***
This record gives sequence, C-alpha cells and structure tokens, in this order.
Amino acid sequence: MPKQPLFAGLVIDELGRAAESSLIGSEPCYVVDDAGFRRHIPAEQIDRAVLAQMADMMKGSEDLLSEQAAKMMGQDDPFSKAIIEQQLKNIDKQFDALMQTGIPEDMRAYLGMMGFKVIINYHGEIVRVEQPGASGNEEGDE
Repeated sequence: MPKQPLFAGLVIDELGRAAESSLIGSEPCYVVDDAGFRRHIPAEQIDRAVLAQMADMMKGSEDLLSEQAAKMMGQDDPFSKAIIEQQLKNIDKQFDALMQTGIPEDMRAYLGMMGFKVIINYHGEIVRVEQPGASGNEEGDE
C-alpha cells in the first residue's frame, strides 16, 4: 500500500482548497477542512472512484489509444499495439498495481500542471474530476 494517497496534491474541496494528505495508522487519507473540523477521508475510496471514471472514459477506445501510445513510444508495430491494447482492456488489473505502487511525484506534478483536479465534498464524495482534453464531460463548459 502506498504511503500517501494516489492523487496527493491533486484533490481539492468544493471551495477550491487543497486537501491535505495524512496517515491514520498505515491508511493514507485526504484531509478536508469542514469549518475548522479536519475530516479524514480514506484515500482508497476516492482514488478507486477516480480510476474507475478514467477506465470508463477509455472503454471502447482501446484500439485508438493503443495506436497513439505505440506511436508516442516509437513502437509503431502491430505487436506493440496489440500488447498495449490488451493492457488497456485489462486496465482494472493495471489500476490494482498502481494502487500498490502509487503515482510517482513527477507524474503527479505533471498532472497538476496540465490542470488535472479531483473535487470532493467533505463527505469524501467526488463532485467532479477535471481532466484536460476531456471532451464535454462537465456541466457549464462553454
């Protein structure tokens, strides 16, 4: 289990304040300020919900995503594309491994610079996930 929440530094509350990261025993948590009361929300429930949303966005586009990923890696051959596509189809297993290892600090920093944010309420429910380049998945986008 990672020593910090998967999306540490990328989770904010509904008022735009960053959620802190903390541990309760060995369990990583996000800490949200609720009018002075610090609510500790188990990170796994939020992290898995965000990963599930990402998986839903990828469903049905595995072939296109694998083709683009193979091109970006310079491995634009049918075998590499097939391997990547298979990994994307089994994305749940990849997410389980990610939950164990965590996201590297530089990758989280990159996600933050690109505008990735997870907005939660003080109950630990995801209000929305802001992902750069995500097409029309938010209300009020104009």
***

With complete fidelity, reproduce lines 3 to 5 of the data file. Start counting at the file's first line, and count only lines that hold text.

Repeated sequence: MPKQPLFAGLVIDELGRAAESSLIGSEPCYVVDDAGFRRHIPAEQIDRAVLAQMADMMKGSEDLLSEQAAKMMGQDDPFSKAIIEQQLKNIDKQFDALMQTGIPEDMRAYLGMMGFKVIINYHGEIVRVEQPGASGNEEGDE
C-alpha cells in the first residue's frame, strides 16, 4: 500500500482548497477542512472512484489509444499495439498495481500542471474530476 494517497496534491474541496494528505495508522487519507473540523477521508475510496471514471472514459477506445501510445513510444508495430491494447482492456488489473505502487511525484506534478483536479465534498464524495482534453464531460463548459 502506498504511503500517501494516489492523487496527493491533486484533490481539492468544493471551495477550491487543497486537501491535505495524512496517515491514520498505515491508511493514507485526504484531509478536508469542514469549518475548522479536519475530516479524514480514506484515500482508497476516492482514488478507486477516480480510476474507475478514467477506465470508463477509455472503454471502447482501446484500439485508438493503443495506436497513439505505440506511436508516442516509437513502437509503431502491430505487436506493440496489440500488447498495449490488451493492457488497456485489462486496465482494472493495471489500476490494482498502481494502487500498490502509487503515482510517482513527477507524474503527479505533471498532472497538476496540465490542470488535472479531483473535487470532493467533505463527505469524501467526488463532485467532479477535471481532466484536460476531456471532451464535454462537465456541466457549464462553454
């Protein structure tokens, strides 16, 4: 289990304040300020919900995503594309491994610079996930 929440530094509350990261025993948590009361929300429930949303966005586009990923890696051959596509189809297993290892600090920093944010309420429910380049998945986008 990672020593910090998967999306540490990328989770904010509904008022735009960053959620802190903390541990309760060995369990990583996000800490949200609720009018002075610090609510500790188990990170796994939020992290898995965000990963599930990402998986839903990828469903049905595995072939296109694998083709683009193979091109970006310079491995634009049918075998590499097939391997990547298979990994994307089994994305749940990849997410389980990610939950164990965590996201590297530089990758989280990159996600933050690109505008990735997870907005939660003080109950630990995801209000929305802001992902750069995500097409029309938010209300009020104009």